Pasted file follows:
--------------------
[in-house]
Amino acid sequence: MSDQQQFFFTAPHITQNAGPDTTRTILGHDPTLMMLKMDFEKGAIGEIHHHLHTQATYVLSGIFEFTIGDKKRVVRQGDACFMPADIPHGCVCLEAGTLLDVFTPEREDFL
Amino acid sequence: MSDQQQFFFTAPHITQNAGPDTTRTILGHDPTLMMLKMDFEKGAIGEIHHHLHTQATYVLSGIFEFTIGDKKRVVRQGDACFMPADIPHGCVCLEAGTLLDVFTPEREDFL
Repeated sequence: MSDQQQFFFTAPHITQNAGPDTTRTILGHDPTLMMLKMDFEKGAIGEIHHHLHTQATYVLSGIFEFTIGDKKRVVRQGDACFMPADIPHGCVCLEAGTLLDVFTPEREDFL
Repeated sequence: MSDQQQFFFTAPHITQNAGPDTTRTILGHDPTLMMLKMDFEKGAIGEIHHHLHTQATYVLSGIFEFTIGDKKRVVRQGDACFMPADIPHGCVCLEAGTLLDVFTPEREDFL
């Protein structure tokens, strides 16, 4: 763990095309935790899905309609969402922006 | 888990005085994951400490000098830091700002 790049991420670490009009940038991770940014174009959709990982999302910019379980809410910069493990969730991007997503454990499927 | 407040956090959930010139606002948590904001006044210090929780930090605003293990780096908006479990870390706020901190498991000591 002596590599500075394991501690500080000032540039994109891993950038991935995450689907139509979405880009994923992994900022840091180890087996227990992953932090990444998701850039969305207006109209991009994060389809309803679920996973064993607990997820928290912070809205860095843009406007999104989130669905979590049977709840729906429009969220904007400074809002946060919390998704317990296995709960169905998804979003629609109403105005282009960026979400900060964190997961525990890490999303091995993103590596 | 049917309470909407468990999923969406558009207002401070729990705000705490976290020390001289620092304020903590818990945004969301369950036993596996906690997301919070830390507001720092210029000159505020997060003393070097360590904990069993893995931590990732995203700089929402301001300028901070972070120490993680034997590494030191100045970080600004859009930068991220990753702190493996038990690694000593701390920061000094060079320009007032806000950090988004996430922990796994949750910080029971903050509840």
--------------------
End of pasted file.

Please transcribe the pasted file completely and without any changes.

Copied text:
[in-house]
Amino acid sequence: MSDQQQFFFTAPHITQNAGPDTTRTILGHDPTLMMLKMDFEKGAIGEIHHHLHTQATYVLSGIFEFTIGDKKRVVRQGDACFMPADIPHGCVCLEAGTLLDVFTPEREDFL
Amino acid sequence: MSDQQQFFFTAPHITQNAGPDTTRTILGHDPTLMMLKMDFEKGAIGEIHHHLHTQATYVLSGIFEFTIGDKKRVVRQGDACFMPADIPHGCVCLEAGTLLDVFTPEREDFL
Repeated sequence: MSDQQQFFFTAPHITQNAGPDTTRTILGHDPTLMMLKMDFEKGAIGEIHHHLHTQATYVLSGIFEFTIGDKKRVVRQGDACFMPADIPHGCVCLEAGTLLDVFTPEREDFL
Repeated sequence: MSDQQQFFFTAPHITQNAGPDTTRTILGHDPTLMMLKMDFEKGAIGEIHHHLHTQATYVLSGIFEFTIGDKKRVVRQGDACFMPADIPHGCVCLEAGTLLDVFTPEREDFL
């Protein structure tokens, strides 16, 4: 763990095309935790899905309609969402922006 | 888990005085994951400490000098830091700002 790049991420670490009009940038991770940014174009959709990982999302910019379980809410910069493990969730991007997503454990499927 | 407040956090959930010139606002948590904001006044210090929780930090605003293990780096908006479990870390706020901190498991000591 002596590599500075394991501690500080000032540039994109891993950038991935995450689907139509979405880009994923992994900022840091180890087996227990992953932090990444998701850039969305207006109209991009994060389809309803679920996973064993607990997820928290912070809205860095843009406007999104989130669905979590049977709840729906429009969220904007400074809002946060919390998704317990296995709960169905998804979003629609109403105005282009960026979400900060964190997961525990890490999303091995993103590596 | 049917309470909407468990999923969406558009207002401070729990705000705490976290020390001289620092304020903590818990945004969301369950036993596996906690997301919070830390507001720092210029000159505020997060003393070097360590904990069993893995931590990732995203700089929402301001300028901070972070120490993680034997590494030191100045970080600004859009930068991220990753702190493996038990690694000593701390920061000094060079320009007032806000950090988004996430922990796994949750910080029971903050509840």